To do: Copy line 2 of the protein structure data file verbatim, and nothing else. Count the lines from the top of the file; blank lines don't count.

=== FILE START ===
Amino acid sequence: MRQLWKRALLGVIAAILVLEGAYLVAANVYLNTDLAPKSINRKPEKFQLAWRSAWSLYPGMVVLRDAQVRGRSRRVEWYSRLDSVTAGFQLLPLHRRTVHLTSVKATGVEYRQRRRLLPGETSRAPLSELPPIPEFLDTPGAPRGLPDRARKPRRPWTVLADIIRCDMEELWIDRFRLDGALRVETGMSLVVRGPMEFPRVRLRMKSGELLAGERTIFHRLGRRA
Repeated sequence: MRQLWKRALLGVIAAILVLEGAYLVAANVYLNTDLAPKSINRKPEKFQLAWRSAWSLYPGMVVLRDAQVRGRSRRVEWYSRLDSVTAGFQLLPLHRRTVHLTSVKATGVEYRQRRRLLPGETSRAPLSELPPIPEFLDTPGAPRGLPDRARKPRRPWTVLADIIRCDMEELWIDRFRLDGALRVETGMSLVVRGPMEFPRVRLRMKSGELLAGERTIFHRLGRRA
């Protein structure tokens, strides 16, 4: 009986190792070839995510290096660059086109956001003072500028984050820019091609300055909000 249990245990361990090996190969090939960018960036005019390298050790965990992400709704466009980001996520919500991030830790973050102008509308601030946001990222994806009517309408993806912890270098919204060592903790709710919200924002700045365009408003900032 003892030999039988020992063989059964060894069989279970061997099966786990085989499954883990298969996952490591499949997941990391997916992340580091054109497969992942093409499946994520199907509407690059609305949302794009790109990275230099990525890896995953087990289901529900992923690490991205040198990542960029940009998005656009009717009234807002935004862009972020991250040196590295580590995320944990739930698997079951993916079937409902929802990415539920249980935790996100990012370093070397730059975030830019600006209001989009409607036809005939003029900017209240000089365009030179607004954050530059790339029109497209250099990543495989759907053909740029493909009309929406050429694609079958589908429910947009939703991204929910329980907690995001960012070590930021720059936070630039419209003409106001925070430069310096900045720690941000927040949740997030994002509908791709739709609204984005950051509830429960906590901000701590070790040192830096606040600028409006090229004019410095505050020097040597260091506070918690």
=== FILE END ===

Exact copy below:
Repeated sequence: MRQLWKRALLGVIAAILVLEGAYLVAANVYLNTDLAPKSINRKPEKFQLAWRSAWSLYPGMVVLRDAQVRGRSRRVEWYSRLDSVTAGFQLLPLHRRTVHLTSVKATGVEYRQRRRLLPGETSRAPLSELPPIPEFLDTPGAPRGLPDRARKPRRPWTVLADIIRCDMEELWIDRFRLDGALRVETGMSLVVRGPMEFPRVRLRMKSGELLAGERTIFHRLGRRA